Tue, Jun 25, 2013 - Page 3 News List

Green activists say forum has pro-nuclear agenda

FAIR COMMENT?The minister of economic affairs, who attended the forum, said the impact of the Fukushima Dai-ichi disaster had been exaggerated in many reports

By Lee I-chia  /  Staff reporter

Members of Green Citizen Action Alliance protest outside a forum held by Taiwan Power Co and Chung-hwa Nuclear Society in Taipei yesterday.

Photo: Wang Min-wei, Taipei Times

The Green Citizen Action Alliance (GCAA) yesterday protested outside a forum held by Taiwan Power Co (Taipower) and Chung-hwa Nuclear Society, criticizing the organizers for inviting speakers who they said had a pro-nuclear power stance.

“Distorting the real facts about nuclear power,” several GCAA members chanted together, while holding a banner that implied that the organizers and speakers at the forum were all part of a “pro-nuclear power fraudulent organization.”

The group said the Japanese speakers had been advocates for nuclear power in their country for many years, even after the Fukushima Di-ichi nuclear power plant disaster in 2011, so by inviting them to talk about nuclear power, Taipower seems to be trying to misguide the media and the public.

One of the speakers, Michio Ishikawa, a supreme adviser at the Japan Nuclear Technology Institute, said the main cause of the Fukushima Di-ichi disaster was not the devastating earthquake, but rather the following tsunami that led to a 10-day blackout at the plant, causing a nuclear meltdown and radiation leak.

There is no problem with the safety designs at present, but the risk of blackouts cannot be avoided with the current level of technology, he said, adding that the disaster was man-made and resulted from the failings of the government and related agencies.

However, the GCAA said Ishikawa has long been an advocate of nuclear power, and that the official report made by the Fukushima Nuclear Accident Independent Investigation Commission of Japan’s Diet had stated “we believe there is a possibility that the earthquake damaged equipment necessary for ensuring safety.”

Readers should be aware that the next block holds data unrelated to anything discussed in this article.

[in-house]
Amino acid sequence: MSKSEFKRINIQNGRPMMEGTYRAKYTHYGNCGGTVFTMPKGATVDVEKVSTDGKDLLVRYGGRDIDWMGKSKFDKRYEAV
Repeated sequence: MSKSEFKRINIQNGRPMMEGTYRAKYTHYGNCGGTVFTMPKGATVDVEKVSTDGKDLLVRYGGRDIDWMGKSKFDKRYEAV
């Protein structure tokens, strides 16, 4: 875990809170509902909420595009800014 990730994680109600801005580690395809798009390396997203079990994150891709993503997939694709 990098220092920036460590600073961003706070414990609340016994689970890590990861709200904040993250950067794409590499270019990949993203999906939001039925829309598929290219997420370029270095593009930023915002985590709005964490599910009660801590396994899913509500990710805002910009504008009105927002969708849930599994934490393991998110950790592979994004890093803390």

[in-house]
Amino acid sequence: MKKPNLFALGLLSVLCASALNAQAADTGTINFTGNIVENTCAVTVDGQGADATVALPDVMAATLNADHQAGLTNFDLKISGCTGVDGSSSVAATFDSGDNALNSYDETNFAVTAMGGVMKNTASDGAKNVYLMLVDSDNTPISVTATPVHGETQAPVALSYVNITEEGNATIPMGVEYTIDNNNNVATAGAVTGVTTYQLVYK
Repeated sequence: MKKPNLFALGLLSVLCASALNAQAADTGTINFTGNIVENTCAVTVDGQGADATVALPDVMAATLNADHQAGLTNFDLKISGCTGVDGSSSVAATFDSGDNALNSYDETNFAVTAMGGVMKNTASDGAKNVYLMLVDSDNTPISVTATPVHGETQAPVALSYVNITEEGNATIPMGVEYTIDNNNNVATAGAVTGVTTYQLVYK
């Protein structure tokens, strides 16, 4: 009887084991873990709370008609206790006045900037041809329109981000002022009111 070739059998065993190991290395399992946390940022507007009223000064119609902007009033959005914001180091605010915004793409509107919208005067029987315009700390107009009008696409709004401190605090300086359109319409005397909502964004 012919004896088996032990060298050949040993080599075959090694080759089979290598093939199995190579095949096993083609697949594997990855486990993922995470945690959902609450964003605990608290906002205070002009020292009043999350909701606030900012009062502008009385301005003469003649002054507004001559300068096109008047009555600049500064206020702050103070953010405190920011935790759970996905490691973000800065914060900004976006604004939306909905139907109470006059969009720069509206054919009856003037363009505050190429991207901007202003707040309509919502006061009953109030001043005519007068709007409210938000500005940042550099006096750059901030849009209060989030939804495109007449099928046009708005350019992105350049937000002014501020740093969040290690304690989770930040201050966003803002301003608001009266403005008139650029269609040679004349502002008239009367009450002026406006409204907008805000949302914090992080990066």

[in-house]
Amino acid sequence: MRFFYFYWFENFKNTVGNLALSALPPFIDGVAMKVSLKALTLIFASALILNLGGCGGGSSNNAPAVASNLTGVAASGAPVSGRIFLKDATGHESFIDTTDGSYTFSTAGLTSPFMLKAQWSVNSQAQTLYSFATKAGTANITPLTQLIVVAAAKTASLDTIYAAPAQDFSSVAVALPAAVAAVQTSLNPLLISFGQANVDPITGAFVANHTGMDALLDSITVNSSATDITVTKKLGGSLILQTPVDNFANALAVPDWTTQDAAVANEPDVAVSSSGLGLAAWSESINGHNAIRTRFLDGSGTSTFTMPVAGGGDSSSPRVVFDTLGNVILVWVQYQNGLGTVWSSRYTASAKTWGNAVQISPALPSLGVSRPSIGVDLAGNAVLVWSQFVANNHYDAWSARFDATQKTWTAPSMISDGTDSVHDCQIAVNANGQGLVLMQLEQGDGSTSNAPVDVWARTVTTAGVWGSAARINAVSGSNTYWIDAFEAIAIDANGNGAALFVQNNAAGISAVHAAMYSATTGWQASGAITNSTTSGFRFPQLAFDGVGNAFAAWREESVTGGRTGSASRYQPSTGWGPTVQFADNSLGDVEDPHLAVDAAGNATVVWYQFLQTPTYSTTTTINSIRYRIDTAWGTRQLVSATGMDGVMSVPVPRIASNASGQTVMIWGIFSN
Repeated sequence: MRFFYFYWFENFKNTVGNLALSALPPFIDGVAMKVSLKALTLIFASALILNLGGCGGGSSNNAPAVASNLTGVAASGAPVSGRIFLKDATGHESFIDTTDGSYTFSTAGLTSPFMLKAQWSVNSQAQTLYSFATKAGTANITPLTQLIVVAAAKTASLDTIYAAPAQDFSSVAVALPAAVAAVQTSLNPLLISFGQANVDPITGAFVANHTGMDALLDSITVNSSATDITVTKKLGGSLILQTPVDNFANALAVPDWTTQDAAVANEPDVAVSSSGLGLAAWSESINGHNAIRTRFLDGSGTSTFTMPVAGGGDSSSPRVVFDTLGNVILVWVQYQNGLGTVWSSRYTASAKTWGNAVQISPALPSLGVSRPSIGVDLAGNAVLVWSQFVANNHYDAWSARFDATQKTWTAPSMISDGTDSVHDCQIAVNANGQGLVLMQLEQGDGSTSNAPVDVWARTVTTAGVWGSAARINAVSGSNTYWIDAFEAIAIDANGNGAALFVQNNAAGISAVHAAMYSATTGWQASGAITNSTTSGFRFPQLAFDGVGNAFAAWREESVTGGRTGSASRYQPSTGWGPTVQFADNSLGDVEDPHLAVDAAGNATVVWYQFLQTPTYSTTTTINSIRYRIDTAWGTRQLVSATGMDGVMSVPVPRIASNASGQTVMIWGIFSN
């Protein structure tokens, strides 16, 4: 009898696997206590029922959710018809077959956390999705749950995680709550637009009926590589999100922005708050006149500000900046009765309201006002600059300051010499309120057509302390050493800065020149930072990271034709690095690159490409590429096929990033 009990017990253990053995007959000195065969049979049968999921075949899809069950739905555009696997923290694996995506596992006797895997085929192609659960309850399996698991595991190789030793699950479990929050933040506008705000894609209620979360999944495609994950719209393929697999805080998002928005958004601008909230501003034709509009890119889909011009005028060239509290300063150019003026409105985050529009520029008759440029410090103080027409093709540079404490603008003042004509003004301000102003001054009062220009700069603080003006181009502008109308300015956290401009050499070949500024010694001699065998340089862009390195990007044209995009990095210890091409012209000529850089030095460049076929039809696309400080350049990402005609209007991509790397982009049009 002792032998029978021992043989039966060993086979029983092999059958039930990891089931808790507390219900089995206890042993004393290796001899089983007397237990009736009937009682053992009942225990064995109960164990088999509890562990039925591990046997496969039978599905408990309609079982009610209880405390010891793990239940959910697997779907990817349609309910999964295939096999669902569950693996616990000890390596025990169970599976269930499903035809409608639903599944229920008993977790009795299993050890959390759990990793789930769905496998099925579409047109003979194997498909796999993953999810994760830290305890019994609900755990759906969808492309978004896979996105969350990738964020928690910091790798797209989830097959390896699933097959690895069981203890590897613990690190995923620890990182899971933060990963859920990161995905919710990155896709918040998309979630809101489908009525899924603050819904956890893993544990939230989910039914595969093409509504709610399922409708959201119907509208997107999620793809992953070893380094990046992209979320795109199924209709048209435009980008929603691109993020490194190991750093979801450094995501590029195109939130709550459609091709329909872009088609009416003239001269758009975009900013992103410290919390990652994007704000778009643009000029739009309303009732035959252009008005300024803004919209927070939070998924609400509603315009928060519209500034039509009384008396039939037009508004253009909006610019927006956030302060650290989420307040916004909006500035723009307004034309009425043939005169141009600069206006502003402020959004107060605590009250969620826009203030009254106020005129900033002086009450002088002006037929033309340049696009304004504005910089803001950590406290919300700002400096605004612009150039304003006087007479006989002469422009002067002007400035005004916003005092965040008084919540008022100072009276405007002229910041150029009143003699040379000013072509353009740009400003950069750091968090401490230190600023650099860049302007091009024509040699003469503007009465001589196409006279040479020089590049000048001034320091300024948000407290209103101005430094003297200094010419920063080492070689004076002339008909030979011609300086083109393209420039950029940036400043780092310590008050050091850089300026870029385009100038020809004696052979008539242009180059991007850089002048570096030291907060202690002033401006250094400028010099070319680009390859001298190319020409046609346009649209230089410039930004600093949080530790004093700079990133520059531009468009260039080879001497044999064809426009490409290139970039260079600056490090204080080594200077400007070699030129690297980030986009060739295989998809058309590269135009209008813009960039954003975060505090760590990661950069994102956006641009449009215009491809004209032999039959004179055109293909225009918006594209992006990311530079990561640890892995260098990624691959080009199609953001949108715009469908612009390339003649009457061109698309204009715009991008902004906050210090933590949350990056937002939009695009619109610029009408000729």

They also questioned the background of another speaker, Masao Nakamura, an honorary adviser at the Central Research Institute of Electric Power Industry and a former journalist who wrote about nuclear power issues for many years for Japan’s Yomiuri Shimbun daily, by saying that he had been commissioned by the Japan Atomic Energy Relations Organization to write a propaganda strategy report back in 1991.

The group said another speaker — Noboru Takamura, a professor at the Nagasaki University’s Department of Radiation Epidemiology — has spoken about how being exposed to certain levels of radiation may not necessary lead to negative health impacts, but they questioned why recent news reports have shown several children living near the Fukushima Dai-ichi nuclear power plant having been diagnosed with thyroid carcinoma.

Minister of Economic Affairs Chang Chia-juch (張家祝) told the forum: “We will allow the public to make the final decision [about the Fourth Nuclear Power Plant in New Taipei City’s Gongliao District (貢寮)], but no matter what, we will definitely complete its construction safely.”

He said many reports have exaggerated the impact of the Fukushima Dai-ichi disaster, such as the number of deaths or the cost of compensation and restoration, but until today the Japanese government’s official report showed that only seven people died at the plant and none of the deaths were directly attributable to radiation exposure.

“There is no so-called ‘safe’ nuclear power,” GCAA secretary-general Tsuei Su-hsin (崔愫欣) said. “The most serious problem about using nuclear power is that if a serious accident happens, the scale of the disaster would be so large that everyone in Taiwan would have to bear the consequences, and the risks posed would last for generations.”

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